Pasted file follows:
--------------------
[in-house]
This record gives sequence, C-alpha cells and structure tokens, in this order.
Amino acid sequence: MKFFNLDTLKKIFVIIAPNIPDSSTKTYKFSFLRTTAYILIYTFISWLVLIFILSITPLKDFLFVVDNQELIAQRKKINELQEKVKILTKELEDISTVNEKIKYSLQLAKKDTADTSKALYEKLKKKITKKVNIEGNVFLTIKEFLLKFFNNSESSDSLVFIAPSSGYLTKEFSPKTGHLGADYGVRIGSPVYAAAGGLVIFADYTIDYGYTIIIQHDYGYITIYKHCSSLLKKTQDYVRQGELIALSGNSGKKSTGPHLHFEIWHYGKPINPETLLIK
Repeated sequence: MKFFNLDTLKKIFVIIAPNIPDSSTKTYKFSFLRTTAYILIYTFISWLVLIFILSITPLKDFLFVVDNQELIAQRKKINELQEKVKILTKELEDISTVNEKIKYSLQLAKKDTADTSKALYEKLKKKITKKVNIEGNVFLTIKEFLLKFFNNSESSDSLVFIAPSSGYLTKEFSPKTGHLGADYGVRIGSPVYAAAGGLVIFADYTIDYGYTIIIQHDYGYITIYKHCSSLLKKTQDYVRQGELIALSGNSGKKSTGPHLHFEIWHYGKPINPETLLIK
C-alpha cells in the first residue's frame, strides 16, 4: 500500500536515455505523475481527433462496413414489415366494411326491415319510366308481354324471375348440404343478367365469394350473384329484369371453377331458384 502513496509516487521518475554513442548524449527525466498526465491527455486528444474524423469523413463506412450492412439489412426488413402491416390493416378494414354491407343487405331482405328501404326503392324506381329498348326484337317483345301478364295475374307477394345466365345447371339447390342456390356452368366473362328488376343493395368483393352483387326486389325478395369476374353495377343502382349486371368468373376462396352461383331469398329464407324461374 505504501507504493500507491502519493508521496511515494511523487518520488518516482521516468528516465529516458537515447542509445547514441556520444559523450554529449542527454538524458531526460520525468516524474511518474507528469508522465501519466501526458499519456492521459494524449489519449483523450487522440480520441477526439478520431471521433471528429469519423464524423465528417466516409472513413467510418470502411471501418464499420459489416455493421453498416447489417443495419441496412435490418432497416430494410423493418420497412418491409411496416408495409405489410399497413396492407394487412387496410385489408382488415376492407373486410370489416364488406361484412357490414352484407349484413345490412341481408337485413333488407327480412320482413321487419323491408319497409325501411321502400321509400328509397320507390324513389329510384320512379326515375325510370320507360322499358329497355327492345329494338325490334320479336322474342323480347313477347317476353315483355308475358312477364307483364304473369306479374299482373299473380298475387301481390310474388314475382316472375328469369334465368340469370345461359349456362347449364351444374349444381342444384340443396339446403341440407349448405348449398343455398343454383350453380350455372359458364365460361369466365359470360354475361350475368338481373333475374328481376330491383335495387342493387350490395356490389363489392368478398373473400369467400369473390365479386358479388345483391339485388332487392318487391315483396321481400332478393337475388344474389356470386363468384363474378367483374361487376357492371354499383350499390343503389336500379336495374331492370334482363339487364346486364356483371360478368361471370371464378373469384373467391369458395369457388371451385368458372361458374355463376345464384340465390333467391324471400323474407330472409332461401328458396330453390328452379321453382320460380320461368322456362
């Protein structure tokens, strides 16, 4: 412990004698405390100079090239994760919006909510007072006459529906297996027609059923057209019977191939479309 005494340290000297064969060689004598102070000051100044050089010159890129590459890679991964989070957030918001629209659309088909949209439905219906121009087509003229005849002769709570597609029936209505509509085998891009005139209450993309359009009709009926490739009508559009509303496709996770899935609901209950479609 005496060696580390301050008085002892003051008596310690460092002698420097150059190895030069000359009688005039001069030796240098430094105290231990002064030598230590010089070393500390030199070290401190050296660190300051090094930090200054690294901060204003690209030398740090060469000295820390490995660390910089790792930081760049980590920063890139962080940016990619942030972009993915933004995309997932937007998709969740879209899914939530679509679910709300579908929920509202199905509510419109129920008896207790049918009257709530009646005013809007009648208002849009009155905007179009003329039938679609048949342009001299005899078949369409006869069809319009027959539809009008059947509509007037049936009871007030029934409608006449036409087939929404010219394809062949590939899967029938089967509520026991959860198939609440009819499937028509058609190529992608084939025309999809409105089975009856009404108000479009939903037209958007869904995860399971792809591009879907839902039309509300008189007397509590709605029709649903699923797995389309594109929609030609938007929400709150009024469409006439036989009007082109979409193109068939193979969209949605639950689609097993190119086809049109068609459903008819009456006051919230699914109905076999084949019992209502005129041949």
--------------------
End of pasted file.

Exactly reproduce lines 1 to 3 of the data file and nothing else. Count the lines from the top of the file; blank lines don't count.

[in-house]
This record gives sequence, C-alpha cells and structure tokens, in this order.
Amino acid sequence: MKFFNLDTLKKIFVIIAPNIPDSSTKTYKFSFLRTTAYILIYTFISWLVLIFILSITPLKDFLFVVDNQELIAQRKKINELQEKVKILTKELEDISTVNEKIKYSLQLAKKDTADTSKALYEKLKKKITKKVNIEGNVFLTIKEFLLKFFNNSESSDSLVFIAPSSGYLTKEFSPKTGHLGADYGVRIGSPVYAAAGGLVIFADYTIDYGYTIIIQHDYGYITIYKHCSSLLKKTQDYVRQGELIALSGNSGKKSTGPHLHFEIWHYGKPINPETLLIK